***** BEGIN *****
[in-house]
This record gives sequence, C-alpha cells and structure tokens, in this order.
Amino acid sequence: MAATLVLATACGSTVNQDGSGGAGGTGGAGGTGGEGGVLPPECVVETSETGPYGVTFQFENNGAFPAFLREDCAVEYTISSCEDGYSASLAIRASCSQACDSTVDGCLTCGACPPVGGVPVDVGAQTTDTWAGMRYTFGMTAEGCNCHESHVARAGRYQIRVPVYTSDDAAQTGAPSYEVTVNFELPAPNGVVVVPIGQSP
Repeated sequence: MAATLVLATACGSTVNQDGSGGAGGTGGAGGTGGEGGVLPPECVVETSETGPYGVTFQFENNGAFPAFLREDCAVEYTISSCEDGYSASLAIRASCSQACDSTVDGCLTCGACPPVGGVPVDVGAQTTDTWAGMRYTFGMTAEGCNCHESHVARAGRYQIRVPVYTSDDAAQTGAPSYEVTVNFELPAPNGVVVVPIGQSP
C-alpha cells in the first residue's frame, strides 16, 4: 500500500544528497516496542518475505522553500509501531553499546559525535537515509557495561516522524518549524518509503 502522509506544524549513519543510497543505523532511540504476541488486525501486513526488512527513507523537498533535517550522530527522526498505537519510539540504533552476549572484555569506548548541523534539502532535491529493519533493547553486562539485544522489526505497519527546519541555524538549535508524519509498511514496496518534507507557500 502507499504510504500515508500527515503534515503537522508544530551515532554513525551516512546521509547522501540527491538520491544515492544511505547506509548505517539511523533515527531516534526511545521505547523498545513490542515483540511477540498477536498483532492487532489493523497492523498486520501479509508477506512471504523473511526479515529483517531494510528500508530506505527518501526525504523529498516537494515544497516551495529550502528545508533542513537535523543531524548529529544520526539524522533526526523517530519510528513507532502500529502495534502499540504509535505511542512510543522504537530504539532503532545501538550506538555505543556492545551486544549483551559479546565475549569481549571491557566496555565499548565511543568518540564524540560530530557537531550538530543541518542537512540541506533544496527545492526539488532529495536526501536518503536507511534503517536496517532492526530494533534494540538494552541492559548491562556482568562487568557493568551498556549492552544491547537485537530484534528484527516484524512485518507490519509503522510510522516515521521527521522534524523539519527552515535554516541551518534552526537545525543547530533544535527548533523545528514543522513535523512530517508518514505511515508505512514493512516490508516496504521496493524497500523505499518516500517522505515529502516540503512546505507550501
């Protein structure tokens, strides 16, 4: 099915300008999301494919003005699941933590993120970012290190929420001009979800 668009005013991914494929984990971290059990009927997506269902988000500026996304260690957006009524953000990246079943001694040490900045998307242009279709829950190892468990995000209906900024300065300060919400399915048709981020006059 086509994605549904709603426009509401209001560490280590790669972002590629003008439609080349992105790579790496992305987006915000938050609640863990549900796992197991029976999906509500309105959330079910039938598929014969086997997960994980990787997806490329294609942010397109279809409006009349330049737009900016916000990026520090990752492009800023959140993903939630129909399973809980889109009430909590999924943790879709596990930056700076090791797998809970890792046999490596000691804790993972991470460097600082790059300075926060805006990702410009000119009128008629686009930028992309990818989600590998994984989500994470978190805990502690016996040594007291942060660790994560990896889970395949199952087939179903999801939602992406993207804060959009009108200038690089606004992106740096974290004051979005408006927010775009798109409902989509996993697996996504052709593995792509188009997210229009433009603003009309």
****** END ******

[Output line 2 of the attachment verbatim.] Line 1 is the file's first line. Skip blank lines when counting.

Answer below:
This record gives sequence, C-alpha cells and structure tokens, in this order.